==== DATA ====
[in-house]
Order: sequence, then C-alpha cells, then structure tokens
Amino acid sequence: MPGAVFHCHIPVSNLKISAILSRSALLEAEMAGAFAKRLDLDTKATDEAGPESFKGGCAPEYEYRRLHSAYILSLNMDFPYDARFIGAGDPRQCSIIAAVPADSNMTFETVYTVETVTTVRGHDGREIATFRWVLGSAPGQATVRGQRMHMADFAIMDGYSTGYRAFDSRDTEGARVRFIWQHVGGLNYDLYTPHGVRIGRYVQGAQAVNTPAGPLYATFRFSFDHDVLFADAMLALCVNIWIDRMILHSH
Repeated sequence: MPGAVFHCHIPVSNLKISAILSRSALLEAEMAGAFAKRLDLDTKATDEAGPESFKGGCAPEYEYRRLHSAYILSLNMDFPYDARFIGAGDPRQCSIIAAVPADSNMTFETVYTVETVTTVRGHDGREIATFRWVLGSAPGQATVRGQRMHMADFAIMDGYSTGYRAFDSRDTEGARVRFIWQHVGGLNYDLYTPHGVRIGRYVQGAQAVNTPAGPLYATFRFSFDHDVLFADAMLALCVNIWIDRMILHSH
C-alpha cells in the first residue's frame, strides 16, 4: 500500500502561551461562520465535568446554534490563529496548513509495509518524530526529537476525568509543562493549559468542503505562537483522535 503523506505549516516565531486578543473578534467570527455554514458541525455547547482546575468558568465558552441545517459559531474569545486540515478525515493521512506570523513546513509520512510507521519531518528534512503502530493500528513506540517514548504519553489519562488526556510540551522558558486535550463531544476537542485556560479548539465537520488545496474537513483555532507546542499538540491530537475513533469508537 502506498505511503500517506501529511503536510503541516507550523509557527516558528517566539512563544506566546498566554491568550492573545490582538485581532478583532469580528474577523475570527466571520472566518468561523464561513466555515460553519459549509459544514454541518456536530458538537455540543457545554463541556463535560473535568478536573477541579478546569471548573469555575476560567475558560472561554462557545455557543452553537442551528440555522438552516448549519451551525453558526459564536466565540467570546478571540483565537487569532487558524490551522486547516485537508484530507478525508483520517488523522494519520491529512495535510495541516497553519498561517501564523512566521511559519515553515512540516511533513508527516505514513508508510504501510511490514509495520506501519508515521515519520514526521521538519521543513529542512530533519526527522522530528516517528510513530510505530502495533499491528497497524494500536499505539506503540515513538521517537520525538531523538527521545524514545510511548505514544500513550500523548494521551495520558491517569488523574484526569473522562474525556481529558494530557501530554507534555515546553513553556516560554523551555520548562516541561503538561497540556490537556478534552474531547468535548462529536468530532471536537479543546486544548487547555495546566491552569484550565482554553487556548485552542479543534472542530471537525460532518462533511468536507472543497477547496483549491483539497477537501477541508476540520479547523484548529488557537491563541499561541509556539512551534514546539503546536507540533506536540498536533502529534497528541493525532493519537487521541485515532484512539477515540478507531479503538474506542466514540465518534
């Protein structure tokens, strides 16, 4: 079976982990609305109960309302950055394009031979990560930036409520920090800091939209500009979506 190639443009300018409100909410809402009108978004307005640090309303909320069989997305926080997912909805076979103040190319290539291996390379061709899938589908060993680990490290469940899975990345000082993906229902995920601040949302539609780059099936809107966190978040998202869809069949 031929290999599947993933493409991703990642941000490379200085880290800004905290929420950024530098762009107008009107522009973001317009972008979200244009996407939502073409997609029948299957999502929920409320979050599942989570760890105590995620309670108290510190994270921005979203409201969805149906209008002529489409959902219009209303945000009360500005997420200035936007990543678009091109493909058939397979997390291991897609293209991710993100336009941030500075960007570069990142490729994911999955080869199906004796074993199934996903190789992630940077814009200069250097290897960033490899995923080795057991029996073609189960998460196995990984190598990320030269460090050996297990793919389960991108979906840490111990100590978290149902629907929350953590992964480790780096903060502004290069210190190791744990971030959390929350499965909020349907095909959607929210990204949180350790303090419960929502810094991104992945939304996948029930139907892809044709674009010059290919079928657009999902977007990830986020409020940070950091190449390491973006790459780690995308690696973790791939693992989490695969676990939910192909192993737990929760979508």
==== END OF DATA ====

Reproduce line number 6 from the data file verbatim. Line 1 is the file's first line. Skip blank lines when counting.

């Protein structure tokens, strides 16, 4: 079976982990609305109960309302950055394009031979990560930036409520920090800091939209500009979506 190639443009300018409100909410809402009108978004307005640090309303909320069989997305926080997912909805076979103040190319290539291996390379061709899938589908060993680990490290469940899975990345000082993906229902995920601040949302539609780059099936809107966190978040998202869809069949 031929290999599947993933493409991703990642941000490379200085880290800004905290929420950024530098762009107008009107522009973001317009972008979200244009996407939502073409997609029948299957999502929920409320979050599942989570760890105590995620309670108290510190994270921005979203409201969805149906209008002529489409959902219009209303945000009360500005997420200035936007990543678009091109493909058939397979997390291991897609293209991710993100336009941030500075960007570069990142490729994911999955080869199906004796074993199934996903190789992630940077814009200069250097290897960033490899995923080795057991029996073609189960998460196995990984190598990320030269460090050996297990793919389960991108979906840490111990100590978290149902629907929350953590992964480790780096903060502004290069210190190791744990971030959390929350499965909020349907095909959607929210990204949180350790303090419960929502810094991104992945939304996948029930139907892809044709674009010059290919079928657009999902977007990830986020409020940070950091190449390491973006790459780690995308690696973790791939693992989490695969676990939910192909192993737990929760979508």